A paper size (or the resulting book) designating one-fourth of the large, standard-sized sheet. This size was achieved by two successive, equal foldings of a sheet. (See Crawford and Quinn)



For medieval manuscripts, a set of four sheets of parchment or paper folded in half as a single unit, so as to form eight leaves; by extrapolation, any collection or gathering of leaves, one within the other, in a manuscript or printed book. (See Rusnak)

Receipt book


A collection of cookery or medicinal recipes, or any book that details ingredients, formulas, remedies, prescriptions, and processes concerned with the production of foods, medicines, and other household items. (See Laroche, Smith)



The front or obverse of a page, leaf, or sheet of paper, vellum, or other surface designed for writing. (See Walkling)



A writer, whether professional or amateur, of a text in manuscript. The scribe may or may not be the author or composer of the text in question; often used to describe a writer who prepares texts as an amanuensis for others or who produces copies of texts for further distribution. (See Bond, Crawford and Quinn)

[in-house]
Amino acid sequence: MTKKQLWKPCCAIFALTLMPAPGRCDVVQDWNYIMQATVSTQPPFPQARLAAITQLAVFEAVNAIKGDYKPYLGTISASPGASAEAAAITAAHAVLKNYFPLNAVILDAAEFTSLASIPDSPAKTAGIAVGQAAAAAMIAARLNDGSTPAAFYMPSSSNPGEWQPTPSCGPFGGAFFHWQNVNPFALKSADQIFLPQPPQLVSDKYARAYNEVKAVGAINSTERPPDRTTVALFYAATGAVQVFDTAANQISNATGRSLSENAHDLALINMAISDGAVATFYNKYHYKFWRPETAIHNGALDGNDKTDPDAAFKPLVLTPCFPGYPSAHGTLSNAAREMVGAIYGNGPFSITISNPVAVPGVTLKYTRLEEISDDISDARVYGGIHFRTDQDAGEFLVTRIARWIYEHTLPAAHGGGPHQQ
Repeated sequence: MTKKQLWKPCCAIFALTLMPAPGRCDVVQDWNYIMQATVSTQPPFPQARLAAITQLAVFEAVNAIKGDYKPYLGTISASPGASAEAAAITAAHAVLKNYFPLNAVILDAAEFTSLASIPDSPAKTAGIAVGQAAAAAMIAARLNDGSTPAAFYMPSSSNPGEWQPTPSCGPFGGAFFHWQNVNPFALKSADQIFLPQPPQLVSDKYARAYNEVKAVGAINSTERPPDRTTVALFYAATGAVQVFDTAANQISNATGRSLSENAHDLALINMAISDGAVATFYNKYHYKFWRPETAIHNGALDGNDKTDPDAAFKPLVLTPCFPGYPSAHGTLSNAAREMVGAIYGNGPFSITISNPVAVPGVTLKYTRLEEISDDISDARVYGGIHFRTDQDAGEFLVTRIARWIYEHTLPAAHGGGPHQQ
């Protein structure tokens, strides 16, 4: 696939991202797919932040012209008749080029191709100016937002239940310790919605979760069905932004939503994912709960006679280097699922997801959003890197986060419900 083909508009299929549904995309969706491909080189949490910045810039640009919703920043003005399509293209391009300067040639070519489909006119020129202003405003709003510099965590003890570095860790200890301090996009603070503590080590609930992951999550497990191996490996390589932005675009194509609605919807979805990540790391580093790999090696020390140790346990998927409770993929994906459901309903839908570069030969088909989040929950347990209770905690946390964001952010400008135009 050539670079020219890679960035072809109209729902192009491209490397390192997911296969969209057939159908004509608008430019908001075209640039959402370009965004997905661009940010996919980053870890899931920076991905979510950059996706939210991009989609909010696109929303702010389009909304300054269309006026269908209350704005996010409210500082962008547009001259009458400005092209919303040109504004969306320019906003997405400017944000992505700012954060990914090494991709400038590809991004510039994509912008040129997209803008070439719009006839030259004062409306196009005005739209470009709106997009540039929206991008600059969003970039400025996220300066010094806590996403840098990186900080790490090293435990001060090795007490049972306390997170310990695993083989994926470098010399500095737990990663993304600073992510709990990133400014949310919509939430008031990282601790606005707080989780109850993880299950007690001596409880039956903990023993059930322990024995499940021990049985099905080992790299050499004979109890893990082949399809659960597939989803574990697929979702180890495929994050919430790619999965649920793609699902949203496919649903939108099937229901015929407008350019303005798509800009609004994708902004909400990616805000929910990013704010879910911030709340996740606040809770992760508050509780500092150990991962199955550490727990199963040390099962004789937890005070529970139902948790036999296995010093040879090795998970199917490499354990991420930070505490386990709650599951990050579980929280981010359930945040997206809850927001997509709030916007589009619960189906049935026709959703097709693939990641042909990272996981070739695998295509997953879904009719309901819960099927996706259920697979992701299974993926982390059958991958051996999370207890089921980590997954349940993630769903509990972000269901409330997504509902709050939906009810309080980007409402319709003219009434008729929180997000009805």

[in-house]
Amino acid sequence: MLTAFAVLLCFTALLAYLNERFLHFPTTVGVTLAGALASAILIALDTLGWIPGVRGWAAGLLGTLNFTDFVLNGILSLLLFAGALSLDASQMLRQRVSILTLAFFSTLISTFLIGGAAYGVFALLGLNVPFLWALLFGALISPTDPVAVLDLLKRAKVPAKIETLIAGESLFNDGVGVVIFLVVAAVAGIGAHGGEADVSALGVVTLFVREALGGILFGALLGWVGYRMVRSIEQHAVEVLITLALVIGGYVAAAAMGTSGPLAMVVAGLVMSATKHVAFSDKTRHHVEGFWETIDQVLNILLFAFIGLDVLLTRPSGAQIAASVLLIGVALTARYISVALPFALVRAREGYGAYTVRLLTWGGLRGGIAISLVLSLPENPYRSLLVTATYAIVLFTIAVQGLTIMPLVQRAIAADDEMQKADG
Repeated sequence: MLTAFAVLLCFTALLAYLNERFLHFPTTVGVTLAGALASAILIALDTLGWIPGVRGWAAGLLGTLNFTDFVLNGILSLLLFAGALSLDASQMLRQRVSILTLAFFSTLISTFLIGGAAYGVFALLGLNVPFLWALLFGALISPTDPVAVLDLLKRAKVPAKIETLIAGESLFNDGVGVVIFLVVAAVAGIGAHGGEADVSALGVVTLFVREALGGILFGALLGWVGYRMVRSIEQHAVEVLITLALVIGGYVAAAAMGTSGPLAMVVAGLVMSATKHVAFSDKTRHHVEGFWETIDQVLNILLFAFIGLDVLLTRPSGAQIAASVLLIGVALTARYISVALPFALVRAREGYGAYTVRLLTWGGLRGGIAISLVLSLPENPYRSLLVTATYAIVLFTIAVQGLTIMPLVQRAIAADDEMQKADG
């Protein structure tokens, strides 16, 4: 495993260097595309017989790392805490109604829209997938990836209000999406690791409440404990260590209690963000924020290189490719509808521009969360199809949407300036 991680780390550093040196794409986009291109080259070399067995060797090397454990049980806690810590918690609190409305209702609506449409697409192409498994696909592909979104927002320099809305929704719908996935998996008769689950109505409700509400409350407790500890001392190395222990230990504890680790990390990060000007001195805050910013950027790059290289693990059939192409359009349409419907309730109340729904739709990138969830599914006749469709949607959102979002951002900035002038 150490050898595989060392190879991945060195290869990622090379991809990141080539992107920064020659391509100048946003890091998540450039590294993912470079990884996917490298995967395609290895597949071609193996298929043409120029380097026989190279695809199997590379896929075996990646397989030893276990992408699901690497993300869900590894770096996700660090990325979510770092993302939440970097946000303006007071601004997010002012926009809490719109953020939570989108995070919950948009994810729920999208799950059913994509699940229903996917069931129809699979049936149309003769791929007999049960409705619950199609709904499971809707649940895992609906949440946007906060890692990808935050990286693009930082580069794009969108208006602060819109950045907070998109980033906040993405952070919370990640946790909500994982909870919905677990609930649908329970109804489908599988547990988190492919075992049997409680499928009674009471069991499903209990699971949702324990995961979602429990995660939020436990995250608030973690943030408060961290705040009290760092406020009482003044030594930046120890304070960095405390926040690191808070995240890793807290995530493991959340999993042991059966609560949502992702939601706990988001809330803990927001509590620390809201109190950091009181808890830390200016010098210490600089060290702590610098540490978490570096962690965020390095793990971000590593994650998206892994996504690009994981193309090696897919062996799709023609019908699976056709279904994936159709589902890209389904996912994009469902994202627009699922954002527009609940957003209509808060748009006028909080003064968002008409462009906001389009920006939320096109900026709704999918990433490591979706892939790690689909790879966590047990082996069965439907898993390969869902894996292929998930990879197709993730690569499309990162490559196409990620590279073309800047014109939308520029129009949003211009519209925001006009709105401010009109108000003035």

Scribal publication

A term coined by Harold Love to describe the distribution of a piece of writing through manual copying and personal networks rather than through printing for public sale. (See Billings, Ivic)


A workshop or other appropriately equipped space where multiple scribes or copyists (usually professionals) produced manuscripts in quantity, often under supervision. (See Walkling)


A style of handwriting, developed from a specialized court hand, and in widespread use in sixteenth and seventeenth century England; Or, a person whose profession it is to produce handwritten documents, possibly within a family but also designating some of the highest functionaries of the state. (See Billings, Clifton, Ivic, Laroche, Starner)


The plural of a Latin term meaning 'sentences' and generally designating maxims, proverbs or aphorisms (see "Commonplace Book" above). (See Powell and McElroy)


See "leaf." (Ivic)


The genealogy of multiple transcriptions of a literary work (See Crawford and Quinn, Justice)


A manuscript copy of a given work. (See Crawford and Quinn, Crawford and Quinn)


The skin of a young calf, specially treated for use as a writing surface, or to form the cover of a book or manuscript. By the early modern period, paper had become common, but vellum remained an expensive alternative for special uses. (See Ivic, Powell and McElroy, Rusnak)


The back or reverse of a page, leaf, or sheet of paper, vellum, or other surface designed for writing. (See Walkling)


Peter Beal forthcoming

Joan M. Reitz's Online Dictionary for Library and Information Science ODLIS

Resources for Manuscript Studies